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Abstract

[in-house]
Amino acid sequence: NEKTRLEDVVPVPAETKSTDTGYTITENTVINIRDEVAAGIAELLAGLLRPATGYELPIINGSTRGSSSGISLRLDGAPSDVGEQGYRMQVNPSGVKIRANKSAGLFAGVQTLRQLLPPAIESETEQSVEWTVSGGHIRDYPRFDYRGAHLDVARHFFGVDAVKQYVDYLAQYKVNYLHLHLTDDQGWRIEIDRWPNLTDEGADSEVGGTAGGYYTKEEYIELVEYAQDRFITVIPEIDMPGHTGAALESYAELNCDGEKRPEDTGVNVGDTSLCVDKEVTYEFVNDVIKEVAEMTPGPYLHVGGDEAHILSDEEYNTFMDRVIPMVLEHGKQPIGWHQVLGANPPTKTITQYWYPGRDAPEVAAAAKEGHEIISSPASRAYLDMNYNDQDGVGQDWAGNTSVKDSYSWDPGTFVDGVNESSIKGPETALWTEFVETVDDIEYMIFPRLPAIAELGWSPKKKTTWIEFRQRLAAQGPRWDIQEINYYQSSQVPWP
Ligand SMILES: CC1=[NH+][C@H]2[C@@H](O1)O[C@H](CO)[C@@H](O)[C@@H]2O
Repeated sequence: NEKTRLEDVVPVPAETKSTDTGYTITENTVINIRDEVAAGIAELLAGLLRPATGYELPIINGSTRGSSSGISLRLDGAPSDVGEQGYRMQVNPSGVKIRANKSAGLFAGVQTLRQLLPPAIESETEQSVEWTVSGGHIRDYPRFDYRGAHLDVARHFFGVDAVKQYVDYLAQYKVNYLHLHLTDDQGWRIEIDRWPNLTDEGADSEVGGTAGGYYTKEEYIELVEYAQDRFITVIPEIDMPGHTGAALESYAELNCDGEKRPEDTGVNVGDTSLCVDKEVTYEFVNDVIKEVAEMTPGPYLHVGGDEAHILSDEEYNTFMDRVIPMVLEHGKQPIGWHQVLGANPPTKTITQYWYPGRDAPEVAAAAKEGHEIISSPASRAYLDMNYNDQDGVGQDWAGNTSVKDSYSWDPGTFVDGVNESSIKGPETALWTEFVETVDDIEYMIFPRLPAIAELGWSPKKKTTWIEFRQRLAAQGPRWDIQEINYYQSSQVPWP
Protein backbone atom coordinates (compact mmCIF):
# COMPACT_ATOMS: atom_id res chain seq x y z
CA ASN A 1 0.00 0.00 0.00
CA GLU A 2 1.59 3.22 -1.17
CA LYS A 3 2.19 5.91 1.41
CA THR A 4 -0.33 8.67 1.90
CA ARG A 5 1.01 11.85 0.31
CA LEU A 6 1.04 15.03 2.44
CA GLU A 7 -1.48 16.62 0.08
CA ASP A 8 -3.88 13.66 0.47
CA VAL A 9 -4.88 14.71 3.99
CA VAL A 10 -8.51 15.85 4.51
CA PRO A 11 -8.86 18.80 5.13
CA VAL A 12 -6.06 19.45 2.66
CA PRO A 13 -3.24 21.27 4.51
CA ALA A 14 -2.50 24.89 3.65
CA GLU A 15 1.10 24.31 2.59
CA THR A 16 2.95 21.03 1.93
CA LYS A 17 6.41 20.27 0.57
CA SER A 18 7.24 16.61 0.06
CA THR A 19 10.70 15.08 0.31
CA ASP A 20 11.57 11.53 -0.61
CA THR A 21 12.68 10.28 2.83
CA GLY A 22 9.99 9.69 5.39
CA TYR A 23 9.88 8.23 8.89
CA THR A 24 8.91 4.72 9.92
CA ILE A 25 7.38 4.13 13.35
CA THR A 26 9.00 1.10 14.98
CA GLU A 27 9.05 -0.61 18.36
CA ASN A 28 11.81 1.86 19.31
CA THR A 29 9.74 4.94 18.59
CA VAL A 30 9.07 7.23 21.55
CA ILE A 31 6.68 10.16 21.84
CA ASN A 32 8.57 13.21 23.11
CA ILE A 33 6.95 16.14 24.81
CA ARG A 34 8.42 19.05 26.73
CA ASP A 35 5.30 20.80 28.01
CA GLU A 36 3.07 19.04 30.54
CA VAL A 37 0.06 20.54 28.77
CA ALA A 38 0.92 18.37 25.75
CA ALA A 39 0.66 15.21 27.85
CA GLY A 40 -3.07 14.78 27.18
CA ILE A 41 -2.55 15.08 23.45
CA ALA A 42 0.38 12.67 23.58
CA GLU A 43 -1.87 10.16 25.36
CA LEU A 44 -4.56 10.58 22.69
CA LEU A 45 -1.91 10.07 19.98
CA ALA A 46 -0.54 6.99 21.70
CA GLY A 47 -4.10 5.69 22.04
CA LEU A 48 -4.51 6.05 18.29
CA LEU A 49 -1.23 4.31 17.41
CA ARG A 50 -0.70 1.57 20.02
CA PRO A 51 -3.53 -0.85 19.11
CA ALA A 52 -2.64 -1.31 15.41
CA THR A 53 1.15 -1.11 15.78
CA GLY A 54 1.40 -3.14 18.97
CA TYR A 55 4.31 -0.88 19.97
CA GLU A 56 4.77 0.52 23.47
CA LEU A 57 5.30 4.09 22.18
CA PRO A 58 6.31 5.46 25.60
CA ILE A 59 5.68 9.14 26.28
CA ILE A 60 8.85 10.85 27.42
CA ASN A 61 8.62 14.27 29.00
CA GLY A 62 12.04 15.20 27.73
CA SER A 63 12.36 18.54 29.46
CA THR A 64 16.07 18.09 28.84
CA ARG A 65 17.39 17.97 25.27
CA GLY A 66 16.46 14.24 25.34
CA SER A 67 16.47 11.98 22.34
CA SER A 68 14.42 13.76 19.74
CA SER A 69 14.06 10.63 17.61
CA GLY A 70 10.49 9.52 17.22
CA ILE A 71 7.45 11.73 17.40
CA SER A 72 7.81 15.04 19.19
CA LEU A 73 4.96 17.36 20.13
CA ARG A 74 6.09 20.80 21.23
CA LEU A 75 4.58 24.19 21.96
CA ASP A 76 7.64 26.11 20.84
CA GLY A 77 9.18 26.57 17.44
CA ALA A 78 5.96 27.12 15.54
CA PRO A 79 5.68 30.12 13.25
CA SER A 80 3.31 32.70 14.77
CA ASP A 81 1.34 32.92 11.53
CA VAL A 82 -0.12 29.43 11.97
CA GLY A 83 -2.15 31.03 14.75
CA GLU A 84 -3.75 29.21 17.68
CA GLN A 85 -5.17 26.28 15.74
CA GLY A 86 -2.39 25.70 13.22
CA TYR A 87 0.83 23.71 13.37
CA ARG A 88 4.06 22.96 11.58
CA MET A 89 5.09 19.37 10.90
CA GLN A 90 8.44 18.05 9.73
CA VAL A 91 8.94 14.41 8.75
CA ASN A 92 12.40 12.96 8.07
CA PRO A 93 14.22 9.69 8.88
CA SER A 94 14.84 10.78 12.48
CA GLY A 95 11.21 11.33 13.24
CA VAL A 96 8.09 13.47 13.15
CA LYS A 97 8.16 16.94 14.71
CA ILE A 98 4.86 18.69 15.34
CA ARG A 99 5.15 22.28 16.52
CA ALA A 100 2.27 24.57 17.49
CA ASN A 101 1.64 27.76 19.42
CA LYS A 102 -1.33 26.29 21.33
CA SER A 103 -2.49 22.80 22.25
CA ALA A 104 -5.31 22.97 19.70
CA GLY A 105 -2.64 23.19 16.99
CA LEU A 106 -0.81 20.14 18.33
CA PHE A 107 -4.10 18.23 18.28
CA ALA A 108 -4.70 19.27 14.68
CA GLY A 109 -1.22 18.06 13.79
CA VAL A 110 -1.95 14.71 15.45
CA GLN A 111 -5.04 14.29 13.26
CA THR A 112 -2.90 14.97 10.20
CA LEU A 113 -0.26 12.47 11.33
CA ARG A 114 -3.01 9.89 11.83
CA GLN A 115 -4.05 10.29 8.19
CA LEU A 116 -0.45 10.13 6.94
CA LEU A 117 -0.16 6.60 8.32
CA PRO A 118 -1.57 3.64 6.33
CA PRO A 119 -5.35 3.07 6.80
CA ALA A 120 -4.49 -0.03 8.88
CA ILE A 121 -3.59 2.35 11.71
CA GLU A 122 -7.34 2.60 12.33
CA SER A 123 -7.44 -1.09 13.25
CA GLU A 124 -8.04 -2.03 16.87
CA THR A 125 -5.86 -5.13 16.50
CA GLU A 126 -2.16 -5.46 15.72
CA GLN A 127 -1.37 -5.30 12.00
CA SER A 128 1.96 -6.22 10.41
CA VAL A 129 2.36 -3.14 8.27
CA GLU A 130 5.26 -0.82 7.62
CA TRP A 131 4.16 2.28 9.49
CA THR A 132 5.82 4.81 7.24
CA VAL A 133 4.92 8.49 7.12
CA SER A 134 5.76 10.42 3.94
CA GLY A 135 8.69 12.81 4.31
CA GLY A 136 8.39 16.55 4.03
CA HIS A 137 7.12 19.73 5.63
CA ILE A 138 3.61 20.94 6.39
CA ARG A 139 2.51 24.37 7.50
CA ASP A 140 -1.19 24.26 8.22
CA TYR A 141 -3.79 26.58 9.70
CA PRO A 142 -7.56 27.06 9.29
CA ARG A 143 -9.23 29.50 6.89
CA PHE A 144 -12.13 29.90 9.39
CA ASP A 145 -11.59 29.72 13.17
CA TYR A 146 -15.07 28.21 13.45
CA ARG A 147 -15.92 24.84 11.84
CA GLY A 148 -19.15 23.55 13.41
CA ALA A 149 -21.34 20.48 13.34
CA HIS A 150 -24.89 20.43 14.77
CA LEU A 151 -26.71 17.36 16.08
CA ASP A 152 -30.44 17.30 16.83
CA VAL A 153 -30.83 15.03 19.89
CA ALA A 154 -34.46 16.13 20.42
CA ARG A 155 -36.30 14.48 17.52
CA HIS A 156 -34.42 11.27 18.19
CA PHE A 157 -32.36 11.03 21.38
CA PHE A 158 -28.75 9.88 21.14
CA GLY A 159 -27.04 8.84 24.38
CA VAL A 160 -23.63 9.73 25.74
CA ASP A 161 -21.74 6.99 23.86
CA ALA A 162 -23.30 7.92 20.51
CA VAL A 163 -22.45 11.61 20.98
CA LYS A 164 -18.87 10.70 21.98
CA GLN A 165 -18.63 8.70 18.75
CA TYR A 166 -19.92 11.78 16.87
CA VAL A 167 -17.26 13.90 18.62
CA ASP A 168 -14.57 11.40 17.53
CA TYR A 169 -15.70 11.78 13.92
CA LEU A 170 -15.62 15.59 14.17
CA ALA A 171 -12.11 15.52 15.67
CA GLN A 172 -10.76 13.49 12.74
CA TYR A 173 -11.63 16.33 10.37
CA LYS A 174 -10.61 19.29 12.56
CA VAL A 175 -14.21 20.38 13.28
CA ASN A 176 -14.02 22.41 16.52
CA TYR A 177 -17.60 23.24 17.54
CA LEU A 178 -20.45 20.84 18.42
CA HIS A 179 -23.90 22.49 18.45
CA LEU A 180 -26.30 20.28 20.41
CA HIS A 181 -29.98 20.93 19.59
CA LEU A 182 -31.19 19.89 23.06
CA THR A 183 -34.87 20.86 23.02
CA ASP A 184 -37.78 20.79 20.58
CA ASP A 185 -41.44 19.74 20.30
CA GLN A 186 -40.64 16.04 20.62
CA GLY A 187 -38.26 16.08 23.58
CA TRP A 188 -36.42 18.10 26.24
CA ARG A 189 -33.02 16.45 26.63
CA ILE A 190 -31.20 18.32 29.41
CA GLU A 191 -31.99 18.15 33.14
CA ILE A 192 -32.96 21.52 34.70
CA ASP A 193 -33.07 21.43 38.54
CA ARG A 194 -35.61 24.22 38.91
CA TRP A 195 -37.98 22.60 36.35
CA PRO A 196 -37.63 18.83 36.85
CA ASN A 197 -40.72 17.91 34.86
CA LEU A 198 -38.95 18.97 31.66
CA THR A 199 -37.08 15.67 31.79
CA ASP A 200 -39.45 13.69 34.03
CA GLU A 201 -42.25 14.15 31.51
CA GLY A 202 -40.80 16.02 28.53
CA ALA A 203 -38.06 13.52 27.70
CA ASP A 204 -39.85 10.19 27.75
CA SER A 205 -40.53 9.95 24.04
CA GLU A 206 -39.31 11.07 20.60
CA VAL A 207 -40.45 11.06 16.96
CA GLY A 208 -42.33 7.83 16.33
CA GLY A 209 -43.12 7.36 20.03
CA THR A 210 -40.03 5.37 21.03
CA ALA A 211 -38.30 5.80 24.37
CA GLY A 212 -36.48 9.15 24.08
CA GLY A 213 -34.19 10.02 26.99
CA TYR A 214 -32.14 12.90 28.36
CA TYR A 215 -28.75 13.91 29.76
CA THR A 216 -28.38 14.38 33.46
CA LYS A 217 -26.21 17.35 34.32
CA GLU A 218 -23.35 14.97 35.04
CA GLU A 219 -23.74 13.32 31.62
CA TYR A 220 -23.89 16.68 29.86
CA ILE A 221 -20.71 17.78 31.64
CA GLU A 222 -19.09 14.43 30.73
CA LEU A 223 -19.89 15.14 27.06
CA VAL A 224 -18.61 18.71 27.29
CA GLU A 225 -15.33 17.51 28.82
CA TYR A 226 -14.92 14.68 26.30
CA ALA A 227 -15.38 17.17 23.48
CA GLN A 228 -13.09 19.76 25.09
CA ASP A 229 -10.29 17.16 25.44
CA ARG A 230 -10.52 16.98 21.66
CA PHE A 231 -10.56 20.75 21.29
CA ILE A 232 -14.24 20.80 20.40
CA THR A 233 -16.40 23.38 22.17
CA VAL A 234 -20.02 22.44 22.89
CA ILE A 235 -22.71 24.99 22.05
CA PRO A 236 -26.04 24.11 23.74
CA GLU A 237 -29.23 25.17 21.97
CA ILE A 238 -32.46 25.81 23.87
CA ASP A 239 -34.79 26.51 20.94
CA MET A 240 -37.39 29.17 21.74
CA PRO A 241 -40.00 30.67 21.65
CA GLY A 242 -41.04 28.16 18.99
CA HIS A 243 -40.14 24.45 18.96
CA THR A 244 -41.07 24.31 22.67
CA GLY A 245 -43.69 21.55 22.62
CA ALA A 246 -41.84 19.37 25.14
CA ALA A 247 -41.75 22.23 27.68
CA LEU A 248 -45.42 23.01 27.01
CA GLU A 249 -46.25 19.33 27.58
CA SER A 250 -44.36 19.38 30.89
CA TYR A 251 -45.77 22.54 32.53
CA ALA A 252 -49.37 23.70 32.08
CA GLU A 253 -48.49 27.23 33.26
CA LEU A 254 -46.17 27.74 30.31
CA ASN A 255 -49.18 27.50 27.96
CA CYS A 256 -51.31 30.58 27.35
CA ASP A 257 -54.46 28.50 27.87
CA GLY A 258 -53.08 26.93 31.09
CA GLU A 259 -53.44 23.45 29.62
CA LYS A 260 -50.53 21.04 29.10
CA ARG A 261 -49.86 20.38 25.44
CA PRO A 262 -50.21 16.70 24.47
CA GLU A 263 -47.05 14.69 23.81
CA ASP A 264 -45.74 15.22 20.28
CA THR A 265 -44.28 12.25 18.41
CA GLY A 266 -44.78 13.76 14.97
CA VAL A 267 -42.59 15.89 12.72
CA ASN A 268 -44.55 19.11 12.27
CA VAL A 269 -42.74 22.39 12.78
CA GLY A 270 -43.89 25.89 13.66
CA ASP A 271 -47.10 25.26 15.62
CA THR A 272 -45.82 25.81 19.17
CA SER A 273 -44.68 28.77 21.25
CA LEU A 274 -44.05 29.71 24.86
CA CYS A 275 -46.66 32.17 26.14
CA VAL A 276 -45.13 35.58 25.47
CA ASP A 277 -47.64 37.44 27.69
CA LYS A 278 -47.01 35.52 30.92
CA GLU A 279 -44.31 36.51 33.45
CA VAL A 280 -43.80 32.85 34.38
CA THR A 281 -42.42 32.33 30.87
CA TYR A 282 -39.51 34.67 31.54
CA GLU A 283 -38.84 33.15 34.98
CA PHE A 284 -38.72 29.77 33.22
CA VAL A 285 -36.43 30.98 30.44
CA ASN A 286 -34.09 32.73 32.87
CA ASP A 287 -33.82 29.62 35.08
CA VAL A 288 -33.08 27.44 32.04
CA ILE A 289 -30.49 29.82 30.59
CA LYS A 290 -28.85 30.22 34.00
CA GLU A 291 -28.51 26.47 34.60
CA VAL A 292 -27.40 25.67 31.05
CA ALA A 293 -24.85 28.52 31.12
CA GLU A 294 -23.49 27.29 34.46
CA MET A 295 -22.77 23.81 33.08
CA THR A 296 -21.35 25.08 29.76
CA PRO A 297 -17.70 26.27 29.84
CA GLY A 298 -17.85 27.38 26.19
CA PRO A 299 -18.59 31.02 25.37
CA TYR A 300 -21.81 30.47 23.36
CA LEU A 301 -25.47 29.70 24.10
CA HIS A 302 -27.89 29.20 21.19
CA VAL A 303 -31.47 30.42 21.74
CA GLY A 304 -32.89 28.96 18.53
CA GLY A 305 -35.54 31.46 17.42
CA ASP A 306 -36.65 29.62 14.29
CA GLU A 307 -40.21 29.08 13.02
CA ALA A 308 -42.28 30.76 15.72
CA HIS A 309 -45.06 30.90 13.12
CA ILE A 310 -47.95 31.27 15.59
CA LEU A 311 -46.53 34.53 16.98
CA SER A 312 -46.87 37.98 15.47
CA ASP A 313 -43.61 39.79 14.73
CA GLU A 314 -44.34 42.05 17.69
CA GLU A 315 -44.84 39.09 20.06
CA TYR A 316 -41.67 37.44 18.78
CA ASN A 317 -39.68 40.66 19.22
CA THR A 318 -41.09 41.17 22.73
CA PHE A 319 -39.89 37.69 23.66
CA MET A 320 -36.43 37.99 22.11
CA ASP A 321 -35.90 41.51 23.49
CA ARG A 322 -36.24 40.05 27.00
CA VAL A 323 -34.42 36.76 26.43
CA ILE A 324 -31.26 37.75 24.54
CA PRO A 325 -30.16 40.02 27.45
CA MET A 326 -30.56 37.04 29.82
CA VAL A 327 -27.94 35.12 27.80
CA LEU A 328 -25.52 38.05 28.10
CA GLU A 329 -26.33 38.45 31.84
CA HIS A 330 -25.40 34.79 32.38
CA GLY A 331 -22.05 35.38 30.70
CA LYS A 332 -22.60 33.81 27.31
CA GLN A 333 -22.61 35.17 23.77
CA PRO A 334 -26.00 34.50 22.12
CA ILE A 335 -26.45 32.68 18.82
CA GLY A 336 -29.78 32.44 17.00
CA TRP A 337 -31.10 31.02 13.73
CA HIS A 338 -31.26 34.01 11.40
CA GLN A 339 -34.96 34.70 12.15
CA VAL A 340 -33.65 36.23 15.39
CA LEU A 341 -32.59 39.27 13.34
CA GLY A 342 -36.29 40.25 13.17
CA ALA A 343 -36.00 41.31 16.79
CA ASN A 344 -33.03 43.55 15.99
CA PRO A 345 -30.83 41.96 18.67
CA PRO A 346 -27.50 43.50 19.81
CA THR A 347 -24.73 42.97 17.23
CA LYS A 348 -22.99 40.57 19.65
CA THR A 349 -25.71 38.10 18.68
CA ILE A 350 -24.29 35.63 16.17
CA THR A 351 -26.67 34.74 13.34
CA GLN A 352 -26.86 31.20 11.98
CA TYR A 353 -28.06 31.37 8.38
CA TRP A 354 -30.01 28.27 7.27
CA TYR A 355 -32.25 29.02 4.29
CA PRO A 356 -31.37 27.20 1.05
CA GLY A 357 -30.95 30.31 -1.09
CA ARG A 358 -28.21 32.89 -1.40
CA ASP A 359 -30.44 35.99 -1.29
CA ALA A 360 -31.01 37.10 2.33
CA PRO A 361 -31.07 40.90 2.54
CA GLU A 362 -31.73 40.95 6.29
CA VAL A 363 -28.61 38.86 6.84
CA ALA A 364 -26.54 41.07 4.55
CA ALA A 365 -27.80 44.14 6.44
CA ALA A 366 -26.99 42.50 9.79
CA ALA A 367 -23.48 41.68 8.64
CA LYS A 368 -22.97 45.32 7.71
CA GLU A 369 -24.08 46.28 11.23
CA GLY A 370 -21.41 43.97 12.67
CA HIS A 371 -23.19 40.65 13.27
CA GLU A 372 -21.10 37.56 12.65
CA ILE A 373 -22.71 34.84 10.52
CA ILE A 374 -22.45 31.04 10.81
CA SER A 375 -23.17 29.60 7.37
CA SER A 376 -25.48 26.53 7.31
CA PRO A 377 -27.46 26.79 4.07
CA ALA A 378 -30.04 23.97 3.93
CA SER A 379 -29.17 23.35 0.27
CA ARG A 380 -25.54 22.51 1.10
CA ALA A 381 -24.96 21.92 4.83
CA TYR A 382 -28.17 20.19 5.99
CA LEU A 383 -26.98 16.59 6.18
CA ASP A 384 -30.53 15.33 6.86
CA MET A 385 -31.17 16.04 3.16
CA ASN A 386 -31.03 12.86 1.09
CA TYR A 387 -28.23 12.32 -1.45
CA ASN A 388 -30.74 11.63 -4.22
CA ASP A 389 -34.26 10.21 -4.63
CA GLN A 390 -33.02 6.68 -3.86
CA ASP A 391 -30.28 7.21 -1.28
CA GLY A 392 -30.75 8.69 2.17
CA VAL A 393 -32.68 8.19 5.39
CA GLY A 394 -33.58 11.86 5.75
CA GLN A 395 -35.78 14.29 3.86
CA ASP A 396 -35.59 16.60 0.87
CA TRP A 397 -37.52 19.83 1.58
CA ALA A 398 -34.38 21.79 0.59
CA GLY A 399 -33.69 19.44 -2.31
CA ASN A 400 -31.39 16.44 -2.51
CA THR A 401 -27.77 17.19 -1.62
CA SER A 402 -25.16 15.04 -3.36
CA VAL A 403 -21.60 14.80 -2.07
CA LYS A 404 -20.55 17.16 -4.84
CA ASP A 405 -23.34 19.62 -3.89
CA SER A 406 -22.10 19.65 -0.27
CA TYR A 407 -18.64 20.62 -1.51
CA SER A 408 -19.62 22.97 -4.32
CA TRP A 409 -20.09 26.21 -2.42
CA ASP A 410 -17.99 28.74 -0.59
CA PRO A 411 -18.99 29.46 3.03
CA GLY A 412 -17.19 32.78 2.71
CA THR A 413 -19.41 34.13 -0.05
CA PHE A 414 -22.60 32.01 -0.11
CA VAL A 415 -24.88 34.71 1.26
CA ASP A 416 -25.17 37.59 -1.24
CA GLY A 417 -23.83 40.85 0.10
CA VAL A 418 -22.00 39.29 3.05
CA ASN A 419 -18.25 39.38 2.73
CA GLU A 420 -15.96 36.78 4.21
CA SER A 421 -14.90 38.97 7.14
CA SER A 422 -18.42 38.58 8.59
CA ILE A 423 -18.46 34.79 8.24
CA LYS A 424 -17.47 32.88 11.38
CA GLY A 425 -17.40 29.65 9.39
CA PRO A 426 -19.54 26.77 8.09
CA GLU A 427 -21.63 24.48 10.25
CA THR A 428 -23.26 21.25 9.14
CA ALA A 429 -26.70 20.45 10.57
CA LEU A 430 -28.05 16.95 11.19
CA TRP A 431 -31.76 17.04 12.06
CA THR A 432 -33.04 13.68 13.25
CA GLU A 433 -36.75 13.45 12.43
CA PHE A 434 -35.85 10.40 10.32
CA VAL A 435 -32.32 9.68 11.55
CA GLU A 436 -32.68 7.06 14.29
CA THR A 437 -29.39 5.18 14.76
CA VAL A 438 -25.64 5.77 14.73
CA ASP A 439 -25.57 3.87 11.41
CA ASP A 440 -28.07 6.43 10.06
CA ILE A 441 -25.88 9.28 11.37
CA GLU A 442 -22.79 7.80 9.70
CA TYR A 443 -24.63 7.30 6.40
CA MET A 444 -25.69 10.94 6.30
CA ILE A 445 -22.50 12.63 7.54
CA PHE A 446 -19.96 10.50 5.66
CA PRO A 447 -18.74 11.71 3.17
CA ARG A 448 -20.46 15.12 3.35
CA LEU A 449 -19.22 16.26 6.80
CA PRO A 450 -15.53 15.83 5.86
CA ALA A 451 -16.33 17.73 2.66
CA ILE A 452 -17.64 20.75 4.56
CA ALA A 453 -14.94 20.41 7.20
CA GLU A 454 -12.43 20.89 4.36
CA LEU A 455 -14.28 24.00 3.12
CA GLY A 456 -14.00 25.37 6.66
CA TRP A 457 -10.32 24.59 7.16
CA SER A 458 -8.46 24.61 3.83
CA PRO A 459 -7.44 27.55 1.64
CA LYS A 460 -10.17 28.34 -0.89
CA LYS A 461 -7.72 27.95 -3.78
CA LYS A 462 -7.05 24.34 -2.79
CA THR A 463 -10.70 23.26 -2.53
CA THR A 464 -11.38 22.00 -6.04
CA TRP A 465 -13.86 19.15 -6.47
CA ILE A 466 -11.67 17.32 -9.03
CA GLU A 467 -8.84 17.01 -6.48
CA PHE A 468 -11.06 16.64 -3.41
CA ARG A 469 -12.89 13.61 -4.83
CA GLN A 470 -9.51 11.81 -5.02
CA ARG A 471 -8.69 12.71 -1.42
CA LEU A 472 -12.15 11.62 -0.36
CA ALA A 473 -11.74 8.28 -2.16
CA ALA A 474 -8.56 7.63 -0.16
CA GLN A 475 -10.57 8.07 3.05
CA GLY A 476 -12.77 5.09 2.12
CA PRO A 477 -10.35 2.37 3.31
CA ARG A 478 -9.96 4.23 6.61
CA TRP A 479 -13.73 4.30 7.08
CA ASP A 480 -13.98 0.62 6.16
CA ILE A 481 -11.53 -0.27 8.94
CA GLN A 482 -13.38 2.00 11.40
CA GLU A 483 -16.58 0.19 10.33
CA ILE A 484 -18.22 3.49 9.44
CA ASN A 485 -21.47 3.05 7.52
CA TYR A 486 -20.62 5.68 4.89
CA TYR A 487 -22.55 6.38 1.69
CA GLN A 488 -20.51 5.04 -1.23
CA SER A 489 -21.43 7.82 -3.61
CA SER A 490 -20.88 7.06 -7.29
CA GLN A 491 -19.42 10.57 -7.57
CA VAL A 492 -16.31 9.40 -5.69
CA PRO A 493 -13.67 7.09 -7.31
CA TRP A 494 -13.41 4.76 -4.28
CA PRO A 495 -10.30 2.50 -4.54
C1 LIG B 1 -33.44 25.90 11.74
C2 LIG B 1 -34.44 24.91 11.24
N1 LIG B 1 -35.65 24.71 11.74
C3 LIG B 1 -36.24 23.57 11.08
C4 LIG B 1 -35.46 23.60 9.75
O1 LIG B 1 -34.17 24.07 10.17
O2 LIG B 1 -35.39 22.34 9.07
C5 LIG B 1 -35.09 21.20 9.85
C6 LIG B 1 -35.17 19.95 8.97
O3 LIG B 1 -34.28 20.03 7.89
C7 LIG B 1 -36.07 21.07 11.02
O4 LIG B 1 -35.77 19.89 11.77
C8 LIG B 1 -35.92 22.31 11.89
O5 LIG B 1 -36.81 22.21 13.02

A detailed understanding of how the earth surface is being continuously shaped and why it looks the way it does are essential prerequisites for an appraisal of geomorphic processes and related changes in space and time. Data on the occurrence of past geomorphic events remains, however, scarce and predictions on how the expected climate change may affect the frequency and volume of earth-surface processes have to be based on limited datasets. Tree rings have on varied occasions proved to be a reliable tool for the acquisition of data on past events. In this article, examples are provided on how the recurrence of events can be assessed (how often?) or their timing determined with yearly and sometimes even monthly precision (when?). Based on the mapping of trees on the study site, it is also possible to determine the reach and lateral spread of events (how far?). Movement rates can be reconstructed (how fast?) or the magnitude of incidences assessed (how big?). In combination with meteorological, hydrological and/or seismological data, results from tree-ring studies can be consulted to identify triggers of previous events (why?).